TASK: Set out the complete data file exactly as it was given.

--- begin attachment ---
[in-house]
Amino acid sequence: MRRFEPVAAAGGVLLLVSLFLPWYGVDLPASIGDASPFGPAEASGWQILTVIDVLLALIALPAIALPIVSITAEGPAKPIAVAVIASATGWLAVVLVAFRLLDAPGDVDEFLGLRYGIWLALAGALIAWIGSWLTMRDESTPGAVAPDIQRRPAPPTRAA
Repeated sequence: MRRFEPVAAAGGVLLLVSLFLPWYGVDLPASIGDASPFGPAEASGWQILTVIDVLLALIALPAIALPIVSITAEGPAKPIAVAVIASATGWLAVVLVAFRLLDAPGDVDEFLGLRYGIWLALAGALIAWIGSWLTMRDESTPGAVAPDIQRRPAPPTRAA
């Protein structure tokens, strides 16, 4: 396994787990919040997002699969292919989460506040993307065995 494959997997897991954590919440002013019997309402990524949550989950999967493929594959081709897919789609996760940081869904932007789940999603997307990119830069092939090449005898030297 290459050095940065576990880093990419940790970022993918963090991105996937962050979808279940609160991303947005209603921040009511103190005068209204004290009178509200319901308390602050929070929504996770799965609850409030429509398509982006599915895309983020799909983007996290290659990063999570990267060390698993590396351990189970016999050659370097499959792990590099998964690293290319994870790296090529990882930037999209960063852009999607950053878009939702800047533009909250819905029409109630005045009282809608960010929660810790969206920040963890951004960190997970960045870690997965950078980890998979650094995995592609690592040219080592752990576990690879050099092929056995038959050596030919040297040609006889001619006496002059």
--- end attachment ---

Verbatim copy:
[in-house]
Amino acid sequence: MRRFEPVAAAGGVLLLVSLFLPWYGVDLPASIGDASPFGPAEASGWQILTVIDVLLALIALPAIALPIVSITAEGPAKPIAVAVIASATGWLAVVLVAFRLLDAPGDVDEFLGLRYGIWLALAGALIAWIGSWLTMRDESTPGAVAPDIQRRPAPPTRAA
Repeated sequence: MRRFEPVAAAGGVLLLVSLFLPWYGVDLPASIGDASPFGPAEASGWQILTVIDVLLALIALPAIALPIVSITAEGPAKPIAVAVIASATGWLAVVLVAFRLLDAPGDVDEFLGLRYGIWLALAGALIAWIGSWLTMRDESTPGAVAPDIQRRPAPPTRAA
């Protein structure tokens, strides 16, 4: 396994787990919040997002699969292919989460506040993307065995 494959997997897991954590919440002013019997309402990524949550989950999967493929594959081709897919789609996760940081869904932007789940999603997307990119830069092939090449005898030297 290459050095940065576990880093990419940790970022993918963090991105996937962050979808279940609160991303947005209603921040009511103190005068209204004290009178509200319901308390602050929070929504996770799965609850409030429509398509982006599915895309983020799909983007996290290659990063999570990267060390698993590396351990189970016999050659370097499959792990590099998964690293290319994870790296090529990882930037999209960063852009999607950053878009939702800047533009909250819905029409109630005045009282809608960010929660810790969206920040963890951004960190997970960045870690997965950078980890998979650094995995592609690592040219080592752990576990690879050099092929056995038959050596030919040297040609006889001619006496002059």